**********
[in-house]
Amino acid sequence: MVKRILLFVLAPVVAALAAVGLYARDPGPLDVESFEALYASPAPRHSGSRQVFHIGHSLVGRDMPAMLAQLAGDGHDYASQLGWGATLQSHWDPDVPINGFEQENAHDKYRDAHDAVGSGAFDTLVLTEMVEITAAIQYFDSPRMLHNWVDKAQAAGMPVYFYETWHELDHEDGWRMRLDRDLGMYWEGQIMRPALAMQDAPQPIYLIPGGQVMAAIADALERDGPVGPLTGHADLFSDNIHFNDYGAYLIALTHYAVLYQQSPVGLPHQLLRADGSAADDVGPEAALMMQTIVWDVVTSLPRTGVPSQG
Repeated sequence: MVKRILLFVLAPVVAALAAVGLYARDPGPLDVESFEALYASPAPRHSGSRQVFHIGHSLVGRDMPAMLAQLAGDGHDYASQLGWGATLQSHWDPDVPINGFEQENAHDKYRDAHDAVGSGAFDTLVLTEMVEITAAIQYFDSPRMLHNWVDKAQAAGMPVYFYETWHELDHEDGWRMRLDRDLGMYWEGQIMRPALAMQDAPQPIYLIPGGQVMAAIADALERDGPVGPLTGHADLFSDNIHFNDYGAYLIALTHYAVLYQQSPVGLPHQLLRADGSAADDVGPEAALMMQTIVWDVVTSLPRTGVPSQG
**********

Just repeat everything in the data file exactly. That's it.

[in-house]
Amino acid sequence: MVKRILLFVLAPVVAALAAVGLYARDPGPLDVESFEALYASPAPRHSGSRQVFHIGHSLVGRDMPAMLAQLAGDGHDYASQLGWGATLQSHWDPDVPINGFEQENAHDKYRDAHDAVGSGAFDTLVLTEMVEITAAIQYFDSPRMLHNWVDKAQAAGMPVYFYETWHELDHEDGWRMRLDRDLGMYWEGQIMRPALAMQDAPQPIYLIPGGQVMAAIADALERDGPVGPLTGHADLFSDNIHFNDYGAYLIALTHYAVLYQQSPVGLPHQLLRADGSAADDVGPEAALMMQTIVWDVVTSLPRTGVPSQG
Repeated sequence: MVKRILLFVLAPVVAALAAVGLYARDPGPLDVESFEALYASPAPRHSGSRQVFHIGHSLVGRDMPAMLAQLAGDGHDYASQLGWGATLQSHWDPDVPINGFEQENAHDKYRDAHDAVGSGAFDTLVLTEMVEITAAIQYFDSPRMLHNWVDKAQAAGMPVYFYETWHELDHEDGWRMRLDRDLGMYWEGQIMRPALAMQDAPQPIYLIPGGQVMAAIADALERDGPVGPLTGHADLFSDNIHFNDYGAYLIALTHYAVLYQQSPVGLPHQLLRADGSAADDVGPEAALMMQTIVWDVVTSLPRTGVPSQG